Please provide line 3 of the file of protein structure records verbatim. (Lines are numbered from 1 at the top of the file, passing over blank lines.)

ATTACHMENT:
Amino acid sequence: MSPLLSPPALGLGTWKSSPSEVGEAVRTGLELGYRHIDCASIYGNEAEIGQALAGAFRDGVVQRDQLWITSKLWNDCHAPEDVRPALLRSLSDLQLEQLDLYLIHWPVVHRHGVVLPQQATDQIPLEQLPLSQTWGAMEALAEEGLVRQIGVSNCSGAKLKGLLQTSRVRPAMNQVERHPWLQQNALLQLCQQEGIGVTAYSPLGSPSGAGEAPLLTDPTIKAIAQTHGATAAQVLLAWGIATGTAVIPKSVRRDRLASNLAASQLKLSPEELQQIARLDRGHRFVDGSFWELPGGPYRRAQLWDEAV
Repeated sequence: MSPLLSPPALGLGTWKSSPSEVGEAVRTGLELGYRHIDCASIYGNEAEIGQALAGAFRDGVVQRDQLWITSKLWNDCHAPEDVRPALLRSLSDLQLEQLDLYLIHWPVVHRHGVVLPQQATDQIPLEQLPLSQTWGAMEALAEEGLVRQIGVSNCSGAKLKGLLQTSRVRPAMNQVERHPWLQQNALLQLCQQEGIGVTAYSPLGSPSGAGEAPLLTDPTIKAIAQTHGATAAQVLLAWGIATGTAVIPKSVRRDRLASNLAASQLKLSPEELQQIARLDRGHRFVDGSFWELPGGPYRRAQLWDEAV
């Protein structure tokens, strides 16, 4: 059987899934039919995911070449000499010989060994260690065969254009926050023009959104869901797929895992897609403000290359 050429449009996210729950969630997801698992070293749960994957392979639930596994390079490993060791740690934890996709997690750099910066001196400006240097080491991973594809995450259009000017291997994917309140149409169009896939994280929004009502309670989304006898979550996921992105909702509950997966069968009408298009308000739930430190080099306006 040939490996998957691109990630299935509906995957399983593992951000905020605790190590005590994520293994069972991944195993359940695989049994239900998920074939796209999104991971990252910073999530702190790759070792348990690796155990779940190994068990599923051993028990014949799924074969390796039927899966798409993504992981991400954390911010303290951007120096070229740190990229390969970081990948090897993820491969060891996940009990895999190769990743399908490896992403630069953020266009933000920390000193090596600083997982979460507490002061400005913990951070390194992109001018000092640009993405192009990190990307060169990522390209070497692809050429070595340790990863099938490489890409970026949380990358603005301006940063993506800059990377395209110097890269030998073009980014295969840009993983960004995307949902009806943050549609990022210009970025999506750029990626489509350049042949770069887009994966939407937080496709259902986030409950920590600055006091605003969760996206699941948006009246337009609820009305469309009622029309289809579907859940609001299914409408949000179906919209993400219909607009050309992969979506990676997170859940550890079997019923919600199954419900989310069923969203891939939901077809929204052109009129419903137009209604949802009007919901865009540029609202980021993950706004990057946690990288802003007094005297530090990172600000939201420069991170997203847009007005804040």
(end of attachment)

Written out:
């Protein structure tokens, strides 16, 4: 059987899934039919995911070449000499010989060994260690065969254009926050023009959104869901797929895992897609403000290359 050429449009996210729950969630997801698992070293749960994957392979639930596994390079490993060791740690934890996709997690750099910066001196400006240097080491991973594809995450259009000017291997994917309140149409169009896939994280929004009502309670989304006898979550996921992105909702509950997966069968009408298009308000739930430190080099306006 040939490996998957691109990630299935509906995957399983593992951000905020605790190590005590994520293994069972991944195993359940695989049994239900998920074939796209999104991971990252910073999530702190790759070792348990690796155990779940190994068990599923051993028990014949799924074969390796039927899966798409993504992981991400954390911010303290951007120096070229740190990229390969970081990948090897993820491969060891996940009990895999190769990743399908490896992403630069953020266009933000920390000193090596600083997982979460507490002061400005913990951070390194992109001018000092640009993405192009990190990307060169990522390209070497692809050429070595340790990863099938490489890409970026949380990358603005301006940063993506800059990377395209110097890269030998073009980014295969840009993983960004995307949902009806943050549609990022210009970025999506750029990626489509350049042949770069887009994966939407937080496709259902986030409950920590600055006091605003969760996206699941948006009246337009609820009305469309009622029309289809579907859940609001299914409408949000179906919209993400219909607009050309992969979506990676997170859940550890079997019923919600199954419900989310069923969203891939939901077809929204052109009129419903137009209604949802009007919901865009540029609202980021993950706004990057946690990288802003007094005297530090990172600000939201420069991170997203847009007005804040």